1 The Department of Psychology and Educational Studies, Roskilde University2 Social Innovation, Department of People and Technology, Roskilde University
The soft revolutions in Central and Eastern Europe, which were initiated at the end of the 1980s, led to a renewed growth in interest concerning civil society in Europe in general. This was so, even though such an interest had already existed since the late sixties and early seventies. It was promoted by social movements and developed through social, cultural and political changes in various societies around the world. The renewed interest in civil society and its impact on active civic participation and cultural identity appeared at a time that was marked by a number of historical developments. These included the collapse of totalitarian regimes, as well as of authoritarian states, and even by a widespread crisis in the socio-political order of Western societies. These events collectively questioned, to some extent, the political classes and the state institutions per se, and they contributed to enhancing the role of the citizenship.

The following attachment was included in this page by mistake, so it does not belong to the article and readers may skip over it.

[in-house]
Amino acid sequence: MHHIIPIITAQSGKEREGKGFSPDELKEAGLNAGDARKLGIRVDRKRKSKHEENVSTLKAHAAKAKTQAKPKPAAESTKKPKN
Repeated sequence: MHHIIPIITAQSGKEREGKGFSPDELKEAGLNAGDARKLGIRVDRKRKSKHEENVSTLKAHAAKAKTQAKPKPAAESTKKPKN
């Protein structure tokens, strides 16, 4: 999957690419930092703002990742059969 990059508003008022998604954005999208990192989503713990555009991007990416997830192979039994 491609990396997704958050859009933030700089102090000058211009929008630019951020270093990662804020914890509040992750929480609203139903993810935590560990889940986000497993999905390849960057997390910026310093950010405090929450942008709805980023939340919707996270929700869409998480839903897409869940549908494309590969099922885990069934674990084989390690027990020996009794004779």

Main Research Area:
Concepts of the third-sector, The European debate. Civil Society, Voluntary Organizations, Social and Solidarity-Based Economy, 2005